Mr. MING. Actually, I think what it is, there are two branches of our Federal Government competing with each other, and one is not sure what the other is doing. You find one branch of our Government offering bonds and another branch guaranteeing loans at 4 percent.
Mr Hagen. Your organization urges the more expanded directloan basis like the State of California has?
Mr. MING. You are very familiar with that program, and so am I. In the State of California you build a home and get a loan at 3 percent interest, and the State makes a tidy sum. If that is the means of breaking this deadlock, I think the rights and privileges of our veterans should come first. The California plan is not new. It has been in existence since 1923. It was created for World I veterans and has shown there is a tidy profit at 3 percent interest.
Mr. ADAIR. You make it quite clear, Commander Ming, that your organization views with considerable skepticism, to say the least, certain of these Veterans' Administration reorganization plans as proposed. I take it, then—and this is to clarify our thinking—that by and large you do not favor the suggestions made in Booz, Allen & Hamilton report?
Mr. MIng. Definitely not.
Mr. ADAIR. And you do not favor the reorganization plan as proposed by the so-called Hoover Commission report?
Mr. MIng. That is right.
Mr. ADAIR. But you do favor the reorganization plan proposed by General Gray last November!
Mr. Ming. That is right in most casses. May I call on our Director of Claims to answer that?
Mr. ADAIR. Let me suggest that I would like very much to discuss specific titles of that with the members of your staff.
And a final point is, on page 5 of your statement you quote from a resolution of your 1952 convention. Do I read that correctly, beginning in the third line from the bottom, to mean that you feel that if the Booz, Allen & Hamilton recommendations, for example, were carried out, that we would even do away with the title “Veterans' Administration”? Does your organization mean that literally?
Mr. MIng. I would not think that would be the literal interpretation. I was not on the resolutions committee at that time.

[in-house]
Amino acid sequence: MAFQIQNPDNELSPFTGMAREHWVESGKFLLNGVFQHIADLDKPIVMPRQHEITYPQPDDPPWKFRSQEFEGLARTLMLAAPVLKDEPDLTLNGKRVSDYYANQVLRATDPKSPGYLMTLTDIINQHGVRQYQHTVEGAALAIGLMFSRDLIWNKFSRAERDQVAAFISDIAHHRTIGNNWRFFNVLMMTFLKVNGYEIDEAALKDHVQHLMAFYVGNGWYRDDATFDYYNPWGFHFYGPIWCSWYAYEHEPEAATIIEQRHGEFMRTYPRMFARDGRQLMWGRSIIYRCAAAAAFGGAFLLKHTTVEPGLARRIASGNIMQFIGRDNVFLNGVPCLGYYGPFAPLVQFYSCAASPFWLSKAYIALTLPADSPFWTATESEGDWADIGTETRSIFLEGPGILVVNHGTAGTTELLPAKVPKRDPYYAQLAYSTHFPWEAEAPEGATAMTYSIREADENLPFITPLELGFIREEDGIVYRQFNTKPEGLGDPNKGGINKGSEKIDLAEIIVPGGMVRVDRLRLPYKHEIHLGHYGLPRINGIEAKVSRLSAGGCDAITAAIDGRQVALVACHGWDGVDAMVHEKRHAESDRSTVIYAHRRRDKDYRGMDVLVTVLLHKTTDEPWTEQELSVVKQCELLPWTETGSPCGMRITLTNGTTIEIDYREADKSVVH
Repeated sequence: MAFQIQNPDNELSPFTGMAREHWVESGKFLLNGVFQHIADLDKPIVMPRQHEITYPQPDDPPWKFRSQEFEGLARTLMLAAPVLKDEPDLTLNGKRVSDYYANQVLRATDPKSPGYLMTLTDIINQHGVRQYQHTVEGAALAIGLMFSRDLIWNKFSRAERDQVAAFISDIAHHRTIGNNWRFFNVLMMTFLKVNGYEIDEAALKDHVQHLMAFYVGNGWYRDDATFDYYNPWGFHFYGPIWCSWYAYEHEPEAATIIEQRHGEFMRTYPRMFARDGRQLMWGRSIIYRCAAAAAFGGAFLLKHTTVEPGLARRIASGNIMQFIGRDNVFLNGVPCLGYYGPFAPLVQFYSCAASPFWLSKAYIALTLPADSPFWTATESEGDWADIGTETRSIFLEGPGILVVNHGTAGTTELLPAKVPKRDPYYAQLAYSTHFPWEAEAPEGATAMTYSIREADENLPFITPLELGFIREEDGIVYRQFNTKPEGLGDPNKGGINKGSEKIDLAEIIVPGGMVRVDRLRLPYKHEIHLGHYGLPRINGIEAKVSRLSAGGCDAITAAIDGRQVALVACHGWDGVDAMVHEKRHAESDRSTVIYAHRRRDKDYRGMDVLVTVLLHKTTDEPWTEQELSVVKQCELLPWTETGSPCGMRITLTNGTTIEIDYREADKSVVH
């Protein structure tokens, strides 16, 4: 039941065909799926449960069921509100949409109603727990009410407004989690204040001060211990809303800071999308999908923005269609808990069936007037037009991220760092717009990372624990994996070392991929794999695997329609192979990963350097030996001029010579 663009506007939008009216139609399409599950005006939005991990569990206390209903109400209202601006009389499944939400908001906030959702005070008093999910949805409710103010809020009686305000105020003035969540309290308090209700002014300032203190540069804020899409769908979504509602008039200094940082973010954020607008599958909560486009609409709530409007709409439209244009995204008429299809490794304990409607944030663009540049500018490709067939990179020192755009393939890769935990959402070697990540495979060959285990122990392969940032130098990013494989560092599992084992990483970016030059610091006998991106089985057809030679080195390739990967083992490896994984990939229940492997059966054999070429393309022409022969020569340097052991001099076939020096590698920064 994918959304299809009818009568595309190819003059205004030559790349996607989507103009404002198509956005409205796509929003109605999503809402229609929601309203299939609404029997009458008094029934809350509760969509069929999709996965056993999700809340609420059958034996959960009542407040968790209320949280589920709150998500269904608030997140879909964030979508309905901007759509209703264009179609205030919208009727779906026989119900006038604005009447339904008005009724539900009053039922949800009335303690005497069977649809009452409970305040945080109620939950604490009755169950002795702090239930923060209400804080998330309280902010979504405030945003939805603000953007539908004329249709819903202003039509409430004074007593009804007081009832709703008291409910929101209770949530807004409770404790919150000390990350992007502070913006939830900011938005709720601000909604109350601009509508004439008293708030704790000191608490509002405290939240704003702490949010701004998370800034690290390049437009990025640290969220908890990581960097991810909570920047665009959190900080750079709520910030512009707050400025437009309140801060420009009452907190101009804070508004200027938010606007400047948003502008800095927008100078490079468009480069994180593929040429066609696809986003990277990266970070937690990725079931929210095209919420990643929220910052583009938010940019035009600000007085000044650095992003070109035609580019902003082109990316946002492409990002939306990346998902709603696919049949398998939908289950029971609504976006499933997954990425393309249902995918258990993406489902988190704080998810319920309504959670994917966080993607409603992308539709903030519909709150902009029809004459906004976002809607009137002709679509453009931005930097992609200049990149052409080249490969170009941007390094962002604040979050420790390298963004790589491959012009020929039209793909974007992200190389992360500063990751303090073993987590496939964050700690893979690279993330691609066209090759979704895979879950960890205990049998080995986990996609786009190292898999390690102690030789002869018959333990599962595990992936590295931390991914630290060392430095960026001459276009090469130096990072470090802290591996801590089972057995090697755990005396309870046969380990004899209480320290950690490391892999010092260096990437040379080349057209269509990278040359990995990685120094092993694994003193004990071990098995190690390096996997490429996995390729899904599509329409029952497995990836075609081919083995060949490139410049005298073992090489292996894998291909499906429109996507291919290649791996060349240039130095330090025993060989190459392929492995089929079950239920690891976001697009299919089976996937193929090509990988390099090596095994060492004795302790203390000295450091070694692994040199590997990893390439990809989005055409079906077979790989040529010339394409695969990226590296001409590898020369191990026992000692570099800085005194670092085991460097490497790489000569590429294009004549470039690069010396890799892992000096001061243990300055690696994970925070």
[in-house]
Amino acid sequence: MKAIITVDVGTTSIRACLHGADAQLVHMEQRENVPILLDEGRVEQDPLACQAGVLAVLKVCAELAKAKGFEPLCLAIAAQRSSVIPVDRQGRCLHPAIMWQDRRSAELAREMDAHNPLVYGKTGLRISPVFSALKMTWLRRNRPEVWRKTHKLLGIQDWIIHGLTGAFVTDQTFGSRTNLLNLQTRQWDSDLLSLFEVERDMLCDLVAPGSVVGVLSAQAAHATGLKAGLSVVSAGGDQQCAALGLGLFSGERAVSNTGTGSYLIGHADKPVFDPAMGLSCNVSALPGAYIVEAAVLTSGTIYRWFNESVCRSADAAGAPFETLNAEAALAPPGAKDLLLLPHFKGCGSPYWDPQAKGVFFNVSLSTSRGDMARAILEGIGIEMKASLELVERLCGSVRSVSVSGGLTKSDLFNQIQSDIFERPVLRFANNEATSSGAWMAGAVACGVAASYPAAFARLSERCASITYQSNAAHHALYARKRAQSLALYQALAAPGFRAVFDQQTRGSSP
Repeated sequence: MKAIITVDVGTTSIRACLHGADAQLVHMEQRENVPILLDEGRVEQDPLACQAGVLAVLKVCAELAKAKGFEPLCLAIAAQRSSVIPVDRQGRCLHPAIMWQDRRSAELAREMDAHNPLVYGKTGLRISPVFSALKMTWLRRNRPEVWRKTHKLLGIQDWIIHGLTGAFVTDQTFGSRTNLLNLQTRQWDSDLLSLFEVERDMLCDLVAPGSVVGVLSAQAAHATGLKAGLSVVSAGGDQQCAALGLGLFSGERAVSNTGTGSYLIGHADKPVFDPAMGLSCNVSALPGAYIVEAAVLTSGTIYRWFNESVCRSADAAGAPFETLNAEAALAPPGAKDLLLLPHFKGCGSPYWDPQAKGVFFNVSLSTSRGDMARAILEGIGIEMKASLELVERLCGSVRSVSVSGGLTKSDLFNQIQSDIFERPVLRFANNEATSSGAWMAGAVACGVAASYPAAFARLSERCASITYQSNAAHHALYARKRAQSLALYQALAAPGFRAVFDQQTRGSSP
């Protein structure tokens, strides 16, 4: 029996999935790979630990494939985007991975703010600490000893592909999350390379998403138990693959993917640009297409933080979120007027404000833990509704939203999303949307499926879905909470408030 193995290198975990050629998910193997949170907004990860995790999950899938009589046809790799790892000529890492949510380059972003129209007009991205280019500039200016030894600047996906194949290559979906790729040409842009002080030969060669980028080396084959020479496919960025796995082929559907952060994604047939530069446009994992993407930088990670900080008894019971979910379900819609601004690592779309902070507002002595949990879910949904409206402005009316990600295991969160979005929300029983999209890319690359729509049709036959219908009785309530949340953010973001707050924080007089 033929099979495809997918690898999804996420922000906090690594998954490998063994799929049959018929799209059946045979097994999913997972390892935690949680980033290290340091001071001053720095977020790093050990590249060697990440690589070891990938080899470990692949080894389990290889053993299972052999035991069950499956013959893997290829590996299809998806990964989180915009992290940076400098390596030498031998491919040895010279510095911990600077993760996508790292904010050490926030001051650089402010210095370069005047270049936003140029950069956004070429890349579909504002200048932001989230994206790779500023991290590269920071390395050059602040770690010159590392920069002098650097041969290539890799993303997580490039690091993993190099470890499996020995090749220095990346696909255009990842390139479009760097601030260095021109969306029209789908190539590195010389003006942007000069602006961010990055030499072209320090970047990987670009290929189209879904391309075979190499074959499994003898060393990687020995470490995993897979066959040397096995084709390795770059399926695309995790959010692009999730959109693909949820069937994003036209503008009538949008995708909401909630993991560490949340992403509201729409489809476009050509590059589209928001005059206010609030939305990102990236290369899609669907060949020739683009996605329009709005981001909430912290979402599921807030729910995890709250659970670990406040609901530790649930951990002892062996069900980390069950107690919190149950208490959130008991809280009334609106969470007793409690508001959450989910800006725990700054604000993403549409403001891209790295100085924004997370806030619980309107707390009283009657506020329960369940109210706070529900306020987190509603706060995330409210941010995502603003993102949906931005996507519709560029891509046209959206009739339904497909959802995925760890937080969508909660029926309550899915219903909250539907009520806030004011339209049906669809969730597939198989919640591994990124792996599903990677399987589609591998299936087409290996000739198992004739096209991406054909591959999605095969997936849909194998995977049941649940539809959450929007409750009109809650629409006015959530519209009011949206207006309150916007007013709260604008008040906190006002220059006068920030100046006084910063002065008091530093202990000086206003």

Mr. ADAIR. I am glad you clarified that, because it did seem to me to be a very extreme statement.
Mr. MIng. That is erroneous. Thank you for bringing that to our attention.
The CHAIRMAN. Thank you very much, Mr. Commander, for a very fine statement, and good luck to you for what you are doing. Do you think you can come back to us later?
Mr. MIng. Oh, yes. Let us know, and we will be glad to come back at your convenience. Thank you very much.
The CHAIRMAN. The gentleman from Ohio has a very pleasant duty.
Mr. AYREs. Madam Chairman, members of the committee, and citizens, I assure you it is an extreme pleasure to introduce a commander of the AŇVETS who is not from my district. A year ago the man who had the honor of serving in that capacity was from my district, and he learned so much from the AMVETS he thinks he should be in Congress.
The present national commander of AMVETS, Commander Marshall E. Miller, comes from Mr. Springer's district in Illinois. He has a background of being a lawyer, a leader in the community and the Nation, and judging from the background he has presented to me and knowing of the kind things Congressman Springer has had to say about him, I have felt that the greater the leader, the briefer the introduction need be.
I give you Commander Miller.
The CHAIRMAN. We are delighted to have you here, Commander Miller.
Mr. MILLER. Thank you. It is a pleasure to be here.
STATEMENT OF MARSHALL E. MILLER, NATIONAL COMMANDER
Mr. MILLER. I would like to thank you, Madam Chairman and members of the committee, for the opportunity to appear before your committee to present our legislative program for 1953.
I would like, with your permission, to insert a digest of our resolutions so that I would not take up the time of a busy committee to read them.
The CHAIRMAN. Without objection it is so ordered and will appear at the end of your statement.